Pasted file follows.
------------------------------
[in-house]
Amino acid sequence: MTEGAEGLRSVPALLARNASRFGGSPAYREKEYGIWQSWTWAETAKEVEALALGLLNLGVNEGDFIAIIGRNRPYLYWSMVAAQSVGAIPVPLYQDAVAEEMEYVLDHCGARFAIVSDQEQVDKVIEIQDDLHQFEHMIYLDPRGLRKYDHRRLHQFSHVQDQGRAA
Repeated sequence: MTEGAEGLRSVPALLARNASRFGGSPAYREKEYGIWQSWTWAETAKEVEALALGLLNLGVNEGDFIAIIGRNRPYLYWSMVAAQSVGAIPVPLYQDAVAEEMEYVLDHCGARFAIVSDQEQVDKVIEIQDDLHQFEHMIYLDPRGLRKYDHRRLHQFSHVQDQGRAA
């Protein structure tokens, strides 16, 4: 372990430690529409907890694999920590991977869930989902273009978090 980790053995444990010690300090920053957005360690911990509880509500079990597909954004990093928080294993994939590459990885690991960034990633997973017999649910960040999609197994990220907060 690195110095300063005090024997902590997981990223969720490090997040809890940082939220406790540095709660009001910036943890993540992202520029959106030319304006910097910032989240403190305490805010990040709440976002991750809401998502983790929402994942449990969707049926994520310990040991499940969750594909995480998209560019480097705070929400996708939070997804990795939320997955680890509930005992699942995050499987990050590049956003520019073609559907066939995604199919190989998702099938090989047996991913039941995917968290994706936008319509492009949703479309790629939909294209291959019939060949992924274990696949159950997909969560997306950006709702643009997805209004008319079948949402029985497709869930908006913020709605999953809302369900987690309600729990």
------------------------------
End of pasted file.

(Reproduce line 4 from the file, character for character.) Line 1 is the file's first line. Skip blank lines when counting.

């Protein structure tokens, strides 16, 4: 372990430690529409907890694999920590991977869930989902273009978090 980790053995444990010690300090920053957005360690911990509880509500079990597909954004990093928080294993994939590459990885690991960034990633997973017999649910960040999609197994990220907060 690195110095300063005090024997902590997981990223969720490090997040809890940082939220406790540095709660009001910036943890993540992202520029959106030319304006910097910032989240403190305490805010990040709440976002991750809401998502983790929402994942449990969707049926994520310990040991499940969750594909995480998209560019480097705070929400996708939070997804990795939320997955680890509930005992699942995050499987990050590049956003520019073609559907066939995604199919190989998702099938090989047996991913039941995917968290994706936008319509492009949703479309790629939909294209291959019939060949992924274990696949159950997909969560997306950006709702643009997805209004008319079948949402029985497709869930908006913020709605999953809302369900987690309600729990």